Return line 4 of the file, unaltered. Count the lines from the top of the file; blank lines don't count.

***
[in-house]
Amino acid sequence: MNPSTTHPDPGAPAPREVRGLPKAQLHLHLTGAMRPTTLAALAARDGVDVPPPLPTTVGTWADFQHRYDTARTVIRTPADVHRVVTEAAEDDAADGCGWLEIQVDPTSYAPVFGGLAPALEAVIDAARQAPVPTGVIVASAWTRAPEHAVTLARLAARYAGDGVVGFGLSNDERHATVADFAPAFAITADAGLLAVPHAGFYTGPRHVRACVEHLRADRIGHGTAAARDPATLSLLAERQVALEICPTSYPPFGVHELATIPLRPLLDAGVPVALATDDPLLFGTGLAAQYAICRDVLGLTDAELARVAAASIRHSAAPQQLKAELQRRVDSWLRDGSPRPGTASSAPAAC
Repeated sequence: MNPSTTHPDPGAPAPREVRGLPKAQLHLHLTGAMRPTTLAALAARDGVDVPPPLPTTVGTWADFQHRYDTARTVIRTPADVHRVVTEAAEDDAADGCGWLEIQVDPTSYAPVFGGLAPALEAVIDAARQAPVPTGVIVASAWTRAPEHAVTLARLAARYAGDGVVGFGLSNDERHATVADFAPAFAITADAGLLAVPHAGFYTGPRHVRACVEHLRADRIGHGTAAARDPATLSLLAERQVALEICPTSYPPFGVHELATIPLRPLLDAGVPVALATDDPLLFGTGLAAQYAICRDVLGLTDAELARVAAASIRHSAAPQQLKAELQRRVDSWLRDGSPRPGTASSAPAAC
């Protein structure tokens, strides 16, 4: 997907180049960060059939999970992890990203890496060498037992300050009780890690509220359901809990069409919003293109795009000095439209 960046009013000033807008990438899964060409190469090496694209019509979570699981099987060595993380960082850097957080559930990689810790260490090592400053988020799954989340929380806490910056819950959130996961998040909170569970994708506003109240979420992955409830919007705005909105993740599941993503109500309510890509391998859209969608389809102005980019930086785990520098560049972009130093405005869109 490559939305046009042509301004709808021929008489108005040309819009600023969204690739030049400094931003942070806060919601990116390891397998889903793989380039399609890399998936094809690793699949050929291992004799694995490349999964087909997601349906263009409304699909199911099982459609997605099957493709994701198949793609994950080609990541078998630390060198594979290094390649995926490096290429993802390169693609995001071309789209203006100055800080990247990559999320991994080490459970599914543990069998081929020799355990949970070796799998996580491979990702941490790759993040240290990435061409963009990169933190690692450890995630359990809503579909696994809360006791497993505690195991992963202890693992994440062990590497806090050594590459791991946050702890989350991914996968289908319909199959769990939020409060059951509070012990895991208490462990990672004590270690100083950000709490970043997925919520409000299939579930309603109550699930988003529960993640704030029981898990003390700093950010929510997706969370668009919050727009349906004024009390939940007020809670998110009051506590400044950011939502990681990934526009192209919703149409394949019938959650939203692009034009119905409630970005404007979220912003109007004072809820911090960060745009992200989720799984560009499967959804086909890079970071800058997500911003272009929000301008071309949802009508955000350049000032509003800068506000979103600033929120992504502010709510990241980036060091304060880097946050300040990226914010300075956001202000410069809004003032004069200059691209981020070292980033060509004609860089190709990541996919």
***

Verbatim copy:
């Protein structure tokens, strides 16, 4: 997907180049960060059939999970992890990203890496060498037992300050009780890690509220359901809990069409919003293109795009000095439209 960046009013000033807008990438899964060409190469090496694209019509979570699981099987060595993380960082850097957080559930990689810790260490090592400053988020799954989340929380806490910056819950959130996961998040909170569970994708506003109240979420992955409830919007705005909105993740599941993503109500309510890509391998859209969608389809102005980019930086785990520098560049972009130093405005869109 490559939305046009042509301004709808021929008489108005040309819009600023969204690739030049400094931003942070806060919601990116390891397998889903793989380039399609890399998936094809690793699949050929291992004799694995490349999964087909997601349906263009409304699909199911099982459609997605099957493709994701198949793609994950080609990541078998630390060198594979290094390649995926490096290429993802390169693609995001071309789209203006100055800080990247990559999320991994080490459970599914543990069998081929020799355990949970070796799998996580491979990702941490790759993040240290990435061409963009990169933190690692450890995630359990809503579909696994809360006791497993505690195991992963202890693992994440062990590497806090050594590459791991946050702890989350991914996968289908319909199959769990939020409060059951509070012990895991208490462990990672004590270690100083950000709490970043997925919520409000299939579930309603109550699930988003529960993640704030029981898990003390700093950010929510997706969370668009919050727009349906004024009390939940007020809670998110009051506590400044950011939502990681990934526009192209919703149409394949019938959650939203692009034009119905409630970005404007979220912003109007004072809820911090960060745009992200989720799984560009499967959804086909890079970071800058997500911003272009929000301008071309949802009508955000350049000032509003800068506000979103600033929120992504502010709510990241980036060091304060880097946050300040990226914010300075956001202000410069809004003032004069200059691209981020070292980033060509004609860089190709990541996919």